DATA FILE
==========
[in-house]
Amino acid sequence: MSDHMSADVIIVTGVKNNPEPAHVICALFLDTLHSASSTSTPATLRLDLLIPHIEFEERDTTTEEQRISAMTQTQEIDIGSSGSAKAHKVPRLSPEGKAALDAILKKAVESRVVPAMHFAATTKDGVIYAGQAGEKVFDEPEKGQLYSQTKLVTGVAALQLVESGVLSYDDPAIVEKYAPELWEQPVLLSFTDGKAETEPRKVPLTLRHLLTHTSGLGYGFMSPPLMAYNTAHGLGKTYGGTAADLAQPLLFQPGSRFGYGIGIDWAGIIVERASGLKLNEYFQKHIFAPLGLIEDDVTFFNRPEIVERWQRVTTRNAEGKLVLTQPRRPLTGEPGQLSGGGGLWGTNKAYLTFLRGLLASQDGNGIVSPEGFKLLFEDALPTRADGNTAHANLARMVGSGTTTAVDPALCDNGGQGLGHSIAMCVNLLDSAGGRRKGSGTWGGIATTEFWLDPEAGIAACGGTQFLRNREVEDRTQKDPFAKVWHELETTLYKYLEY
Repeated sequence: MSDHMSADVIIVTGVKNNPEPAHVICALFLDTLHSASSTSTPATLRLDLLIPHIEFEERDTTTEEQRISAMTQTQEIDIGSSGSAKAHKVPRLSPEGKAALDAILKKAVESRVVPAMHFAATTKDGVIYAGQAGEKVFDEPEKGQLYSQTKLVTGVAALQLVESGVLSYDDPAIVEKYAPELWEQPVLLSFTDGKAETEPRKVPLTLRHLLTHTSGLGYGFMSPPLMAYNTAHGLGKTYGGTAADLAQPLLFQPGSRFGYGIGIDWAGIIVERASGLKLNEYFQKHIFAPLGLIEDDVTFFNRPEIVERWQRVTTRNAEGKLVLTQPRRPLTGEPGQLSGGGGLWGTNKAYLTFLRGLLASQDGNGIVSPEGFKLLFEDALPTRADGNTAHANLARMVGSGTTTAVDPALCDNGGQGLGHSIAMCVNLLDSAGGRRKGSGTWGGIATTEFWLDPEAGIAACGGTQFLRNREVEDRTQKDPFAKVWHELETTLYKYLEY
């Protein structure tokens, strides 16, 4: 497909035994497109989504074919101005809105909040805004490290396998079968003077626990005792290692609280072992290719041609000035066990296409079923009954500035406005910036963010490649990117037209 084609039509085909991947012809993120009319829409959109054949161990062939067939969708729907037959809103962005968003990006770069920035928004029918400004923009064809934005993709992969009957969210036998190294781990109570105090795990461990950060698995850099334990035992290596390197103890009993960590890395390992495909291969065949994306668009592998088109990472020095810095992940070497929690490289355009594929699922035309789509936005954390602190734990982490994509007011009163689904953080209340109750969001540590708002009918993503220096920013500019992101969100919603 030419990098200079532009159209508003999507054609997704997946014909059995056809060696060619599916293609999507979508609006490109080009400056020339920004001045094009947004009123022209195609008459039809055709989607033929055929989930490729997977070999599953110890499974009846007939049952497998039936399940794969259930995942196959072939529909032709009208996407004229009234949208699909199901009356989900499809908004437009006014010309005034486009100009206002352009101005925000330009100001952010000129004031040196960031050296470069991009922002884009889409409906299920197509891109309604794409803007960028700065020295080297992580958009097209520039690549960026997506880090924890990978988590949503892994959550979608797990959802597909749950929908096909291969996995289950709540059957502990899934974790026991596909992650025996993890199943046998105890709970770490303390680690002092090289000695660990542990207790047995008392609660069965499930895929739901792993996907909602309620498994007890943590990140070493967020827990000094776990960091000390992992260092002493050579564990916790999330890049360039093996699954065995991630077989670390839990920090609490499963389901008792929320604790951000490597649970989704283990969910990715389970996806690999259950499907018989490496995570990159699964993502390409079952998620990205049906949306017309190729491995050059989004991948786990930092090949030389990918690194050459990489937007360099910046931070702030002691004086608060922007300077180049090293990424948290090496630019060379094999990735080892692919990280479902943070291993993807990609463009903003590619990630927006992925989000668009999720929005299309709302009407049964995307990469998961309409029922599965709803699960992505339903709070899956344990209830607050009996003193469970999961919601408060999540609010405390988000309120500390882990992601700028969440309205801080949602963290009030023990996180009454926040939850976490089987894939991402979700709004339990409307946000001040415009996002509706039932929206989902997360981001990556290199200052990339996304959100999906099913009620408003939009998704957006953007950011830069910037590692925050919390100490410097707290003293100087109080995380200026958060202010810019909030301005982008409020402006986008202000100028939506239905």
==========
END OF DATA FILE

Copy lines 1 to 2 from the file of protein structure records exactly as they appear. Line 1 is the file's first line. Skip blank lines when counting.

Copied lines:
[in-house]
Amino acid sequence: MSDHMSADVIIVTGVKNNPEPAHVICALFLDTLHSASSTSTPATLRLDLLIPHIEFEERDTTTEEQRISAMTQTQEIDIGSSGSAKAHKVPRLSPEGKAALDAILKKAVESRVVPAMHFAATTKDGVIYAGQAGEKVFDEPEKGQLYSQTKLVTGVAALQLVESGVLSYDDPAIVEKYAPELWEQPVLLSFTDGKAETEPRKVPLTLRHLLTHTSGLGYGFMSPPLMAYNTAHGLGKTYGGTAADLAQPLLFQPGSRFGYGIGIDWAGIIVERASGLKLNEYFQKHIFAPLGLIEDDVTFFNRPEIVERWQRVTTRNAEGKLVLTQPRRPLTGEPGQLSGGGGLWGTNKAYLTFLRGLLASQDGNGIVSPEGFKLLFEDALPTRADGNTAHANLARMVGSGTTTAVDPALCDNGGQGLGHSIAMCVNLLDSAGGRRKGSGTWGGIATTEFWLDPEAGIAACGGTQFLRNREVEDRTQKDPFAKVWHELETTLYKYLEY